January 18, 2018

5 Ways to keep your student leaders on the learning curve

Dave Kelly - Student leaders on the learning curve

Students are on a steep learning curve as leaders. Their situations evolve rapidly throughout the year as they face new challenges and learn more about themselves, their leadership styles, and new leadership techniques. These all combine to help them improve themselves as students and leaders now and into the future.

So what do you do after the Fall or Spring Retreat to keep the learning curve going up? Here are five ideas you can use right away:

1) Have a monthly leadership series with short seminars either on topics that were not covered in the fall retreat, or to expand on some of those topics that were presented. Try this on a weeknight for maybe one to two hours and offer food! Another option is to have a single three-to-four hour session during the semester for the same purpose. Consider it continuing education for campus leaders and give out certificates for participation. It will also help those students who have stepped up to take over a leadership position because someone else resigned after the initial fall event.

2) Do a drive-by service project and get students organizations to sign up and manage the tables. They’ll get the point about how easy it is to get involved their organization involved in a service project. Drive-by Service Projects are so easy to put together you can do one or several at a time. Your campus organizations can take turns running the tables once you set it up or they can come up with their own project that they can do at the designated space and time. With this activity you’ll be transferring servant leadership skills to the leaders of other student organizations. What you’ll find is that they become more selfless leaders within their organizations.

3) Create a campus organizations presidents’ roundtable. This group would meet to discuss issues, share ideas, work on synergistic opportunities, and more. You may or may not have a specific agenda for this meeting, allowing for free flow of dialogue and sharing among the group. On some campuses, such roundtables meet every other week; others, once a month. Find out what works best for your campus leaders. A variation on this is for the advisors to have their own roundtable group. This approach can greatly benefit your students’ leadership growth because the advisors learn from their colleagues how to better help the students deal with issues, “drama”, and a myriad of other situations certain to come up during the year.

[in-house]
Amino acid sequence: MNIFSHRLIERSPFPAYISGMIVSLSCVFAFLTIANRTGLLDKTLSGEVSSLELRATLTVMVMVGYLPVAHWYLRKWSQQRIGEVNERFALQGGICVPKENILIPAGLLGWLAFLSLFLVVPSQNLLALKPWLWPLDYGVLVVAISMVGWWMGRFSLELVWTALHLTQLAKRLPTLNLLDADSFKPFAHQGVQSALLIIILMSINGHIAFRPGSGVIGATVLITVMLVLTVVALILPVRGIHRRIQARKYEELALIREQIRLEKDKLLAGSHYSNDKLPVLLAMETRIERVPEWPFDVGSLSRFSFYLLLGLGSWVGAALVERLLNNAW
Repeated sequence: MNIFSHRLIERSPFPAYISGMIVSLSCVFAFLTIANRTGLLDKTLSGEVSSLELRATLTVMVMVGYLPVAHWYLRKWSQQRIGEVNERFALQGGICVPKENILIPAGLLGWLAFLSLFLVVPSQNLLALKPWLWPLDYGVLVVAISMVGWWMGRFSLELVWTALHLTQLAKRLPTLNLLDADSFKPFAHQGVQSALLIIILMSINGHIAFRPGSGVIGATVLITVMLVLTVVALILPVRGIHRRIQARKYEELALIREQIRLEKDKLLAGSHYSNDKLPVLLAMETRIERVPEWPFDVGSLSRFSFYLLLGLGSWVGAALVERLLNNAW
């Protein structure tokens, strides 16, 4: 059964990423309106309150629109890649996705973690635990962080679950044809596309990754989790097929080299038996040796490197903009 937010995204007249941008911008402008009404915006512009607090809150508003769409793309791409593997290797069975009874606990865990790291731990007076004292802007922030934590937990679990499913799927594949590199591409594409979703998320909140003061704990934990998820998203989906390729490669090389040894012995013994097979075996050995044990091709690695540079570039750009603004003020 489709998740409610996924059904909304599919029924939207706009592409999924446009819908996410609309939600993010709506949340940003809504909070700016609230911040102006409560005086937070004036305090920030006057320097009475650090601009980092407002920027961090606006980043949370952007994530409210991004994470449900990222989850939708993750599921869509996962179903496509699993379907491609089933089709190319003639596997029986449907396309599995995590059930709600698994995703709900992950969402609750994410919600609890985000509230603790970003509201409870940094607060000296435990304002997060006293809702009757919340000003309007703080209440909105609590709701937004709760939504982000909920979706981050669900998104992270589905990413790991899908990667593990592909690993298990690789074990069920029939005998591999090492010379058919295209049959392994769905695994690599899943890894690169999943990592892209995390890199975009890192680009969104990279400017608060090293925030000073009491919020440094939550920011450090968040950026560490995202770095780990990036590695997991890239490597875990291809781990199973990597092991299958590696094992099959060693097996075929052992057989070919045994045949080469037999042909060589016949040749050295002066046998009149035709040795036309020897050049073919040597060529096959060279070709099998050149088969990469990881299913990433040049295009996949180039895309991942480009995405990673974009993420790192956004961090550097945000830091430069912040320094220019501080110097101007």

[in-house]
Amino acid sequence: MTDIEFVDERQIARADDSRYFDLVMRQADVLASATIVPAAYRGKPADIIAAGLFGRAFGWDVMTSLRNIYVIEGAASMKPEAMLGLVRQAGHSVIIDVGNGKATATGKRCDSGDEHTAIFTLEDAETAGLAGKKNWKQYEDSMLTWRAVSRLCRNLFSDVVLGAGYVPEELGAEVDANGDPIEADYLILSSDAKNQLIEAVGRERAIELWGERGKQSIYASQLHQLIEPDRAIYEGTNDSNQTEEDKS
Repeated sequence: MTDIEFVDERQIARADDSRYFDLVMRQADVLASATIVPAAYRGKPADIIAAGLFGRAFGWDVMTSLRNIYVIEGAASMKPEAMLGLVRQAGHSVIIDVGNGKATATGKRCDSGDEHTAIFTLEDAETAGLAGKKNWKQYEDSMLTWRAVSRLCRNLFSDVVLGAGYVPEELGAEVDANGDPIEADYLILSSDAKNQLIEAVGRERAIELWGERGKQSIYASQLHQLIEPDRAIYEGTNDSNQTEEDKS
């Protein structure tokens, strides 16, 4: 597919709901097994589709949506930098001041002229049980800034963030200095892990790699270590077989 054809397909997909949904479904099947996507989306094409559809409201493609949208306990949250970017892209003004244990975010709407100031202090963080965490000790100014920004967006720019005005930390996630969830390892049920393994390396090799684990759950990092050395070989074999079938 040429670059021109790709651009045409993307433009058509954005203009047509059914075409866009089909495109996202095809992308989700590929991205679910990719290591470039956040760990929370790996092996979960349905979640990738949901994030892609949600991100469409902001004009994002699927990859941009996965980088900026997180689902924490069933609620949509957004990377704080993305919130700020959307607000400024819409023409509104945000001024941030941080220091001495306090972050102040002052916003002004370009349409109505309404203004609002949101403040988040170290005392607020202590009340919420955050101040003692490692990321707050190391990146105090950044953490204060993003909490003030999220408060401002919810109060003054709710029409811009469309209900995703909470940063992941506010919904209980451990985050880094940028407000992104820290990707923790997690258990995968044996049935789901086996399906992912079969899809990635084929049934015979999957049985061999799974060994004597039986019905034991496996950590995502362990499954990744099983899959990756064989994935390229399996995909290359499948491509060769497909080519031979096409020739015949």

4) Keep your campus leaders focused on their goals. At some point, possibly the fall leadership retreat, the officers of the organizations, as well as each student themselves, should establish a series of goals for their term. What vision do they have? What stepping stones will they need to achieve that vision? At designated points during the year, follow-up with them to make sure they are working towards their goals. This could be through the follow-up seminars, the roundtables, or maybe even by tweeting to all of the students on Twitter.com reminders and tips to help them achieve their goals.

5) End the school year with a celebration of leadership! Have a party, a banquet, a fun day, or something to recognize everyone for making it. This celebration should be announced at the fall event so that the students have something to look forward to. It may be the one thing to get them through the challenging times they may face. Make it an annual tradition and it may become part of the “package” that causes a student to step up to become a leader in their group or even in one of the campus-wide organizations such as student government.

As always I’m open to any other good ideas that help keep your student leaders involved and engaged throughout the year. Activities like these that where students learn ‘outside the classroom’ contribute to them being successful citizens in the long run.

About the Author: Dave "Gonzo" Kelly (64 Posts)

Dave Kelly is the leading authority on student leadership and community service on college campuses today. As a professional trainer, motivator, and servant leader, Dave is an expert on all aspects of running and leading campus organizations and developing the character of a servant leader. Dave has 20+ years training leaders and advisors from student government associations, campus activities boards and campus clubs of every kind on organizational leadership and community service projects. He has trained students and advisors at more than 150 different colleges and universities and is the national coordinator for the APCA Serves! Initiative by the Association for the Promotion of Campus Activities.

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